There were a number of notable events that transpired in 2015 that is setting the stage for this year. Vox acquired Re/code, Buzzfeed raised $200 million from NBCUniversal, Vice Media received a $200 million investment from Disney and partnered with HBO on a multi-year programming agreement, Facebook launched Instant Articles and Apple launched Apple News. What is going to happen in 2016?
Penguin Random House announced new terms for libraries and the new pricing mechanism went live in early January. What I like about this move is that it grants libraries perpetual access, the e-books will never expire nor have to be repurchased.
The main problem with digital e-books is that every publisher offers different terms. This is a time sink for collection managers who spend a ton of time monitoring what titles expire after a certain number of loans or what books are going to expire in any given week.
In 2016 look for more publishers to augment or simplify their lending terms for libraries.
Audiobooks are the fastest growing segment in publishing and everyone within the industry is very bullish about the future of the format. There are a number of new start-ups that are making waves and retailers are beginning to release that audiobooks are worth investing in.
The global audiobook industry is currently evaluated at 2.8 billion dollars and this is primarily due to the sheer amount of new titles that were produced in 2015. 43,000 new audiobooks were released this year, which is a slight increase from the 36,000 that came out in 2014 and a far cry from the 20,000 that were issued in 2013.
According to a recent report by the American Association of publishers downloaded audio had the highest growth in the first eight months of 2015. The number of audiobooks sold increased 43.3% in August, compared to August 2014. This brings the year-to-date growth for this format to 37.8%, compared to the same timeframe in 2014.
Publishers are willing to experiment with different models for audiobook distribution because they don’t abide by the same agency model that applies to e-books. Companies like Blackstone Audio, Gildan Media, Hachette Audio, HarperAudio, and Naxos Audiobooks have all committed themselves to audiobook subscription services and bundling.
The most notable events of 2015 were BITLIT (Shelfie) offering people who owned a print book to get the audio edition at a cheaper cost. Scribd backtracked from an unlimited model and only allows one audiobook listen per month and many companies such as Audiobooks.com, Audible and other startups are integrating themselves into Apple Car Play and Android Auto, or partnering with car manufacturers directly.
In 2016 look for more publishers to follow the lead of Harper Audio and Harlequin Audio and reform their audiobook units. This will allow them to experiment with different models and tap into alternative revenue streams. Podcasts will also be getting more attention with Google Play Music getting involved in the industry and also look for Google Podcasts to be integrated into Android Auto.
Over the course of the last twelve months major publishers have all reported that e-book revenue has begun to plummet. This downward trend has continued into 2016, as HarperCollins, Simon & Schuster, and Hachette have all reported diminished revenue.
Simon & Schuster has just released their quarterly financial results and e-book sales accounted for just 21% of total publishing revenues in the fourth quarter, down from the 24% they accounted for in the same quarter a year earlier. The publisher also ackonolgod that digital might be down, but they have seen an 8% increase in sales, due to print.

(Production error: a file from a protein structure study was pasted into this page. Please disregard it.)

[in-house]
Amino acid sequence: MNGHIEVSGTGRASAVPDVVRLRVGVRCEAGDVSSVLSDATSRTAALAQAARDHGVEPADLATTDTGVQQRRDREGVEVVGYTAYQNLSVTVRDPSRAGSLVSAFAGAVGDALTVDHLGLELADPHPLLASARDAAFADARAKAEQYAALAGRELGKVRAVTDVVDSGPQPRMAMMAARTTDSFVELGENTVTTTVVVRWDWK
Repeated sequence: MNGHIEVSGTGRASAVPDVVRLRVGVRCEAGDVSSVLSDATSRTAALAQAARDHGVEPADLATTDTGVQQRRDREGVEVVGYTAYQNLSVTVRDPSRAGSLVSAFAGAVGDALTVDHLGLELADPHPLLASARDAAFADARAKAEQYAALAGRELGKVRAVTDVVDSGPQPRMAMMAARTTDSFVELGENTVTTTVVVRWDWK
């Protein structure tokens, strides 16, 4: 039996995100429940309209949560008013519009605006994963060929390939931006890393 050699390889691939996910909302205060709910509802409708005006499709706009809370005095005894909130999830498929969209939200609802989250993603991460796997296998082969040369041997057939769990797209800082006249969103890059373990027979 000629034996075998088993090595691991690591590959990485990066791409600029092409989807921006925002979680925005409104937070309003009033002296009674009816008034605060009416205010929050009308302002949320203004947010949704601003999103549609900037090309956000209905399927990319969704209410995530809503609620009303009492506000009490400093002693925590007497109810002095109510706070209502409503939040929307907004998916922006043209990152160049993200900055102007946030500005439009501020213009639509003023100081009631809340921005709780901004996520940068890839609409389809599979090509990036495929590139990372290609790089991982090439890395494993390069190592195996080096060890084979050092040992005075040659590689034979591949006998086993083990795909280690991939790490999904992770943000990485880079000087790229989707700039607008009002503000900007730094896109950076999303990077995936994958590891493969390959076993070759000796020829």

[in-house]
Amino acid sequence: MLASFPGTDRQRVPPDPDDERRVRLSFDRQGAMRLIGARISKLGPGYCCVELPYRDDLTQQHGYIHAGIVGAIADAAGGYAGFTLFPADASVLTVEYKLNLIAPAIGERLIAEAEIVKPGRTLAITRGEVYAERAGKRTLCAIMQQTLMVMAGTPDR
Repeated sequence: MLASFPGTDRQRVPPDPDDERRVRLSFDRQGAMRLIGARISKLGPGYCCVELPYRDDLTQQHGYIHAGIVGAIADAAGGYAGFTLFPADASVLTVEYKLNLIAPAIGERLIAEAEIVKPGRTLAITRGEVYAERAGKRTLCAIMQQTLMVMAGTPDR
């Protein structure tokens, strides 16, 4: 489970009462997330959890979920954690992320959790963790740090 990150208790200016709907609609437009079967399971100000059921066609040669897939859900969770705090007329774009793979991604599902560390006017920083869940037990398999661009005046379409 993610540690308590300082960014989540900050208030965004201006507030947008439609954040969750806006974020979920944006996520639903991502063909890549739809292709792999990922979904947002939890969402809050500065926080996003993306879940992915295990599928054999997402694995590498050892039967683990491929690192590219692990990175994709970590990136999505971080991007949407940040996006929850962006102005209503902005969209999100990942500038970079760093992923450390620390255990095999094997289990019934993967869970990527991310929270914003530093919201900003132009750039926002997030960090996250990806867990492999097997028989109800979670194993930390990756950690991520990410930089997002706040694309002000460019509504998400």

HarperCollins on the other hand mentioned that e-book revenue dropped by 5%, compared to the same quarter last year. Digital sales now represent 16% of HC’s consumer revenues in the quarter, which has a 1% drop from the same period last year.
Hachette reported that in 2015 market trends have been reversed in the US and UK, with a rebound in volumes of printed books to the detriment of e-books, due to new contract terms with Amazon. The publisher said overall digital sales decreased, making up 7.5% of total sales in the fourth quarter 2015, compared to 10.0% in the fourth quarter 2014.
E-Books will continue to lose market share in 2016. Publishers have simply overpriced them and customers are once again embracing print. This will not change for at least a few years, until their contracts with Amazon, Apple, and Kobo are up for renewal.
Declining e-book sales are having a positive effect on the traditional book selling industry. Bookstores all over the US are reporting strong single digit or double digit increases in sales, which bodes well for the future of traditional publishing.
One of the biggest problems with traditional news companies embracing new distribution models is the content. Facebook has created a hub for publishers with its new platform, Instant Articles. The feature has launched in several countries already, but it has received mixed reviews as many websites are concerned that they will not receive high traffic from publishing through the feature.
The same thing can be said about Apple News. TIME Inc. CEO Joe Ripp called Apple News a disappointment, claiming the company’s news aggregation app hadn’t lived up to its ad revenue promise.
Amit Rathore founder and CEO of Quintype thinks that more smaller publishers will spring up catering to niche audiences. He cites “HelloGiggles, that was purchased by TIME and has created a “positive community for women.” Huzza is place for musicians to connect with their fans and live stream performances, and Motherly supports Millennial women with expert information and mom-to-mom inspiration on their journey to motherhood. Just as with all industries, the digital media market will become more verticalized as the industry becomes more sophisticated.”